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Summary of 'A Narrative of the Captivity and Restoration of Mrs. Mary Rowlandson'

Jade is a graduate of Aberdeen University in Philosophy, Anthropology and Teaching.

'A Narrative of the Captivity and Restoration of Mrs. Mary Rowlandson'

'A Narrative of the Captivity and Restoration of Mrs. Mary Rowlandson'

A Narrative of the Captivity and Restoration of Mrs. Mary Rowlandson

Mary Rowlandson’s captivity narrative describes her experience as a captive of the Native Americans during the King Philips War in 1676. Her diary accounts for her capture to her return, although written a few years post her release. Her capture spanned around 11 weeks and is recounted in twenty ‘removes’. Specifically, Rowlandson observes her experience in relation to God and the bible, her capture being expressed as a trial from God which she must endure with faith; only in doing so would she survive and remain a true Christian woman suitable for Puritan society. It is through this Christian perspective that she judges the Native Americans, creating an obvious bias against their culture.

Purpose of Her Writing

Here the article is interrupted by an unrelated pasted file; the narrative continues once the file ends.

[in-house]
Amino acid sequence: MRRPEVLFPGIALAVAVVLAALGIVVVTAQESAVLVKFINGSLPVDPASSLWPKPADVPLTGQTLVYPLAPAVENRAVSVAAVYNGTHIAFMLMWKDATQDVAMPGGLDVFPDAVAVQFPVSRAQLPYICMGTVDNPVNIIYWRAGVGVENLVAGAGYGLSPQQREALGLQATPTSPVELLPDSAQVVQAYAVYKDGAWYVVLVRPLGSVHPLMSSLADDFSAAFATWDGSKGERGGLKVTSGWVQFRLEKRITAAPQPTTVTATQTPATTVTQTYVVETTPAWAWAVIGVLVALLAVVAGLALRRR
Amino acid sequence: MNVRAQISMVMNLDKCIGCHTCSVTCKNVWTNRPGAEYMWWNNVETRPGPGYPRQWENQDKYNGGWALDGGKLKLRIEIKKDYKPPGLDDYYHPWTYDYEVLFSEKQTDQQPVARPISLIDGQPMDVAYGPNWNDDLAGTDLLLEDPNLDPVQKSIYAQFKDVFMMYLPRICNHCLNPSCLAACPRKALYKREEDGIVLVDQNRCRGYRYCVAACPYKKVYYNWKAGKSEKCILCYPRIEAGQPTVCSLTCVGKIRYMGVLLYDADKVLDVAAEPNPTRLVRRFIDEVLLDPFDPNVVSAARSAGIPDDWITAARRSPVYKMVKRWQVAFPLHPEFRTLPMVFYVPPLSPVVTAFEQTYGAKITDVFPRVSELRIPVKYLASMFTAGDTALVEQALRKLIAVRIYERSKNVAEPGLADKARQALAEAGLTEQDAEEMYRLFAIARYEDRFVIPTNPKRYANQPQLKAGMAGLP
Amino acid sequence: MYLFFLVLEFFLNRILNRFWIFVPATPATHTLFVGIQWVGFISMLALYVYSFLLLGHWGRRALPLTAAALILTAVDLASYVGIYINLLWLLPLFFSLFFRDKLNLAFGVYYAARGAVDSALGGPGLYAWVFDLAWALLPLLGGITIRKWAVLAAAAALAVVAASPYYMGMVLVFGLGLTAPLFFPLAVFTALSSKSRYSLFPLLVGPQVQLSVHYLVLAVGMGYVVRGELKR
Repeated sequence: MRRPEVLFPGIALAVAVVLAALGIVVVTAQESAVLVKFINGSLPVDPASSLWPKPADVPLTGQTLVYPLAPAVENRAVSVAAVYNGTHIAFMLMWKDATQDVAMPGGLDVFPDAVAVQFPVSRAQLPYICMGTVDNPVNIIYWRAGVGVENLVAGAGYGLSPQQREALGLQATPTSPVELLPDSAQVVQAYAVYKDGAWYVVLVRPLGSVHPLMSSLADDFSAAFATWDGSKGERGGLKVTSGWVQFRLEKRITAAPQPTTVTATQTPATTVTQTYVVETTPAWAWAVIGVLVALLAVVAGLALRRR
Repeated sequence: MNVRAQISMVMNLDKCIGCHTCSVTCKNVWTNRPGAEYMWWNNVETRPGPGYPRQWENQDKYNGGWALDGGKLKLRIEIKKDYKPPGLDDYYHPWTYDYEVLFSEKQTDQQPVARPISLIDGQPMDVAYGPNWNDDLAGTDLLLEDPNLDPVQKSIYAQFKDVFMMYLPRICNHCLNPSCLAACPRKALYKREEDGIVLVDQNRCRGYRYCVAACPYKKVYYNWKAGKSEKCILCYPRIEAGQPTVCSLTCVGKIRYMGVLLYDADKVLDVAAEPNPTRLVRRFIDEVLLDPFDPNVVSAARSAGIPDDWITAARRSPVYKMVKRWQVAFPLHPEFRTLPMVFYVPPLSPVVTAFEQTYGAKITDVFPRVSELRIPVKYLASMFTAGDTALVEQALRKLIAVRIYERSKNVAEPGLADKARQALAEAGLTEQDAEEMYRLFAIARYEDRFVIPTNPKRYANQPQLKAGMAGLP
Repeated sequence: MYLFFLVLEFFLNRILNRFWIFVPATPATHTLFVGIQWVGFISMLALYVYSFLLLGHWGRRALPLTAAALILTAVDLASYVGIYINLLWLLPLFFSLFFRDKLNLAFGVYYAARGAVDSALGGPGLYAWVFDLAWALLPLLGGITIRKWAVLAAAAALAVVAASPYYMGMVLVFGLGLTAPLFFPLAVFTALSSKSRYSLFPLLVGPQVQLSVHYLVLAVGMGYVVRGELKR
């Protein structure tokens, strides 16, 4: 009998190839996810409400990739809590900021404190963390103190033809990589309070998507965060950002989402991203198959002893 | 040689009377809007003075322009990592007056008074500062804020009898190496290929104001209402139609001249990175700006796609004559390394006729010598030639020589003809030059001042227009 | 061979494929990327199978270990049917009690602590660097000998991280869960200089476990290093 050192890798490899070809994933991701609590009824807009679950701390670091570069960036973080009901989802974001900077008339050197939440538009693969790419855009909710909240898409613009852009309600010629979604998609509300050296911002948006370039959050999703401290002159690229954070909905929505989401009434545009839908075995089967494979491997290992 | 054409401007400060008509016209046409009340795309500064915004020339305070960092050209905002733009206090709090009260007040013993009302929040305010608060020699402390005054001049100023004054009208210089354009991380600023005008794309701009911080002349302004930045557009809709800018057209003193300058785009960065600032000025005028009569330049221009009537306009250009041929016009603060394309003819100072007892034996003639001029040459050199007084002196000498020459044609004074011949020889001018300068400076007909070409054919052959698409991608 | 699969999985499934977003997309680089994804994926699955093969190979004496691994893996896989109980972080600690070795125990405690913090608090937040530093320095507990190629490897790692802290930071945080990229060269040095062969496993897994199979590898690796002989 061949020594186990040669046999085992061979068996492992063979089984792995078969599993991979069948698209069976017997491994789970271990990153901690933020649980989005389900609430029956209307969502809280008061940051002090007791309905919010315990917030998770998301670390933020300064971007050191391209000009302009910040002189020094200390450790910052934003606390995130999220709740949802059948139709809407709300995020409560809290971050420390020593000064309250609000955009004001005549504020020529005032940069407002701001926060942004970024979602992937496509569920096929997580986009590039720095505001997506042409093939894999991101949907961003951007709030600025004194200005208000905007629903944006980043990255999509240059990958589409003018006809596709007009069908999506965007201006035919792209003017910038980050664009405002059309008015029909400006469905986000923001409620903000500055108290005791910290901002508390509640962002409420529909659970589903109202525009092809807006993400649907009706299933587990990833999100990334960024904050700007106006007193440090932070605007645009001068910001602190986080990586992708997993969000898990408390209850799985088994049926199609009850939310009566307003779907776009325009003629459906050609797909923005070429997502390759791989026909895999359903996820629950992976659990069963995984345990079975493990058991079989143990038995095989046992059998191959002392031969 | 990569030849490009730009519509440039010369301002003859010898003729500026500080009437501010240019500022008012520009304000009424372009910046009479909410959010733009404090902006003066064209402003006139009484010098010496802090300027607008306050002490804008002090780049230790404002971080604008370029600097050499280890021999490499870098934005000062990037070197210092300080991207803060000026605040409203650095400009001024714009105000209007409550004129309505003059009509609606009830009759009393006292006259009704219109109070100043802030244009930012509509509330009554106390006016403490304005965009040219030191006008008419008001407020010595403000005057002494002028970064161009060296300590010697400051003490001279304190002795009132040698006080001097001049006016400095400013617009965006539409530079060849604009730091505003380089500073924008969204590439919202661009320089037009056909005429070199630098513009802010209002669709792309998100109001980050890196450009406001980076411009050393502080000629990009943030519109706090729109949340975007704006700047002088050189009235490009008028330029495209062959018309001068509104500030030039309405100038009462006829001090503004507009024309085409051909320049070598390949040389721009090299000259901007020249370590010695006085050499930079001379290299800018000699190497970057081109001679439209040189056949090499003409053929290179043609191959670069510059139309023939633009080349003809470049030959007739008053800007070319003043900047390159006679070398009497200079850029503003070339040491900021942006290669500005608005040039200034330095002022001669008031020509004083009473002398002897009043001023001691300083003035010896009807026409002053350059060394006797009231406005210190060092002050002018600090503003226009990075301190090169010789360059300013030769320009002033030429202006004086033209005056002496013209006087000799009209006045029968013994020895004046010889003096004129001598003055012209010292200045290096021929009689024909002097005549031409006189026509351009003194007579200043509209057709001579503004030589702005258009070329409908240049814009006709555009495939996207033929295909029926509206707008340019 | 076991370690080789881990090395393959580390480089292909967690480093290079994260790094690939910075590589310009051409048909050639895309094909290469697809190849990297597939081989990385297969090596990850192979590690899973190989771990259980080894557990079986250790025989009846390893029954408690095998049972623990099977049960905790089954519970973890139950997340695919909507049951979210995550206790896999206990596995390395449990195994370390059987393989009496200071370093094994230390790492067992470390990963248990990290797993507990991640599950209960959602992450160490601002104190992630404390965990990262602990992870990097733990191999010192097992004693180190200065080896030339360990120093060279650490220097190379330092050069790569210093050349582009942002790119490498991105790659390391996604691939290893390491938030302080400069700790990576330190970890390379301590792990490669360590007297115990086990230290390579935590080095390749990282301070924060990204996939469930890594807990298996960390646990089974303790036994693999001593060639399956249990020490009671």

Mary Rowlandson wrote her story intending to have others read it, including those around her. Given this, her narrative can be understood in terms of how she would wish to represent herself and her captivity to those readers, and so not wholly understood as a completely accurate account. Rowlandson was a respected woman within Puritan society and, as such, would be expected to represent all that was customary of fine Christian women. Therefore, any account of her capture which seemed contrary to conventional beliefs could risk her status and respectability. Toulouse argues that Rowlandson would be competing for status in the new social setting as a result of the war(1992:667). The motivation for publishing her account seems to have been to promote the puritan belief that God is the active agent who punishes and saves Christian believers (Scarbrough 2011:124). Hence, her freedom to voice her own opinion was greatly restricted by both social expectations and for the sake of endorsing the good of Christianity. Her account would not have been published had it wavered from her faith, and suffering had to be understood to have come from God and to have been endurable to the point of justifiable. Continual references depict the good of God allowing for her capture; ‘it was easy for me to see how righteous it was with God to cut off the thread of my life and cast me out of His presence forever. Yet the Lord still showed mercy to me’ (Rowlandson 2009). Even in the harsh conditions of capture, a puritan woman could not admit to any doubts about God’s benevolent will. Even when the Americans were close behind the Natives whom she was with, the Americans not crossing the river to follow them was viewed by Rowlandson as intentional and good by God‘s will; ‘God did not give them courage or activity to go over after us. We were not ready for so great a mercy as victory and deliverance’ (2009). Rowlandson would have had to assess all that she wrote closely to prevent letting any prohibited ideas from finding their way into the public eye, lest she be judged for it.